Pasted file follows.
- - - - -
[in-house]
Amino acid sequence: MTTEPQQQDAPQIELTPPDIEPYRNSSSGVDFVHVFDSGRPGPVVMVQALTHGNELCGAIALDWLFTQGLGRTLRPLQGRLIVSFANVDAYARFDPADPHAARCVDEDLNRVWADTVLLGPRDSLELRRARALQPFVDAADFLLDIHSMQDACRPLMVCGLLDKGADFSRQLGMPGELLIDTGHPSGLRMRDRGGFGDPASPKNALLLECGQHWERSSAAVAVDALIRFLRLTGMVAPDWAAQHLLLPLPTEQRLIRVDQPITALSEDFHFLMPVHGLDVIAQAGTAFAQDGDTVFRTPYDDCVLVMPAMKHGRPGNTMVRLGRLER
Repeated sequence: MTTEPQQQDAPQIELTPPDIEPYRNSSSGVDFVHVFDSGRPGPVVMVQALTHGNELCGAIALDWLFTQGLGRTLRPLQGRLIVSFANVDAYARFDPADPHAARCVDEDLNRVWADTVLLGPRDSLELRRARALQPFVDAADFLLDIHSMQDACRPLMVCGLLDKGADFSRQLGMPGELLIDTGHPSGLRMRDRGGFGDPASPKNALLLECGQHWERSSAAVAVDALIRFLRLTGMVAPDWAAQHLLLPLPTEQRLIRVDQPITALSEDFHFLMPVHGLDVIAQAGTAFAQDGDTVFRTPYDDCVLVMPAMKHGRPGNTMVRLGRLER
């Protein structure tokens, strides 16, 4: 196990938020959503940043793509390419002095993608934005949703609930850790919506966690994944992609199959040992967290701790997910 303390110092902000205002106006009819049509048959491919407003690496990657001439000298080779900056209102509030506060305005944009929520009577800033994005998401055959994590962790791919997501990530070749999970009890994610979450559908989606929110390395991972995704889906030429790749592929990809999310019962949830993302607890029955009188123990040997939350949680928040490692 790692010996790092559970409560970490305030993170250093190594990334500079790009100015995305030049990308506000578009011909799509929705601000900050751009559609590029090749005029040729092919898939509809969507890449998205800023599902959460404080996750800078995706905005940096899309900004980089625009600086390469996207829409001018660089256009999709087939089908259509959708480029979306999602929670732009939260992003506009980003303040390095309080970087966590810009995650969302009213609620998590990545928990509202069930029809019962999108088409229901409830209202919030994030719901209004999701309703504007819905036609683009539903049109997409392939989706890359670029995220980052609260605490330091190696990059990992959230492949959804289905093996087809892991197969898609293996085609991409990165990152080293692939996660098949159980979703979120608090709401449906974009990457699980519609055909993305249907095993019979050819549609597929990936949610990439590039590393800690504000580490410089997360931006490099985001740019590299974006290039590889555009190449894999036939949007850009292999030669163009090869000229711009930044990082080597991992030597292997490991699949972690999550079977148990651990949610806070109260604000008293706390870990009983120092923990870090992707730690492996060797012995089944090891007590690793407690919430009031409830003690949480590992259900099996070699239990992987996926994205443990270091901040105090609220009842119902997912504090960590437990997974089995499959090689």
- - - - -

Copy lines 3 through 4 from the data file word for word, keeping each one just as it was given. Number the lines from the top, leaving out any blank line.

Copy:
Repeated sequence: MTTEPQQQDAPQIELTPPDIEPYRNSSSGVDFVHVFDSGRPGPVVMVQALTHGNELCGAIALDWLFTQGLGRTLRPLQGRLIVSFANVDAYARFDPADPHAARCVDEDLNRVWADTVLLGPRDSLELRRARALQPFVDAADFLLDIHSMQDACRPLMVCGLLDKGADFSRQLGMPGELLIDTGHPSGLRMRDRGGFGDPASPKNALLLECGQHWERSSAAVAVDALIRFLRLTGMVAPDWAAQHLLLPLPTEQRLIRVDQPITALSEDFHFLMPVHGLDVIAQAGTAFAQDGDTVFRTPYDDCVLVMPAMKHGRPGNTMVRLGRLER
């Protein structure tokens, strides 16, 4: 196990938020959503940043793509390419002095993608934005949703609930850790919506966690994944992609199959040992967290701790997910 303390110092902000205002106006009819049509048959491919407003690496990657001439000298080779900056209102509030506060305005944009929520009577800033994005998401055959994590962790791919997501990530070749999970009890994610979450559908989606929110390395991972995704889906030429790749592929990809999310019962949830993302607890029955009188123990040997939350949680928040490692 790692010996790092559970409560970490305030993170250093190594990334500079790009100015995305030049990308506000578009011909799509929705601000900050751009559609590029090749005029040729092919898939509809969507890449998205800023599902959460404080996750800078995706905005940096899309900004980089625009600086390469996207829409001018660089256009999709087939089908259509959708480029979306999602929670732009939260992003506009980003303040390095309080970087966590810009995650969302009213609620998590990545928990509202069930029809019962999108088409229901409830209202919030994030719901209004999701309703504007819905036609683009539903049109997409392939989706890359670029995220980052609260605490330091190696990059990992959230492949959804289905093996087809892991197969898609293996085609991409990165990152080293692939996660098949159980979703979120608090709401449906974009990457699980519609055909993305249907095993019979050819549609597929990936949610990439590039590393800690504000580490410089997360931006490099985001740019590299974006290039590889555009190449894999036939949007850009292999030669163009090869000229711009930044990082080597991992030597292997490991699949972690999550079977148990651990949610806070109260604000008293706390870990009983120092923990870090992707730690492996060797012995089944090891007590690793407690919430009031409830003690949480590992259900099996070699239990992987996926994205443990270091901040105090609220009842119902997912504090960590437990997974089995499959090689």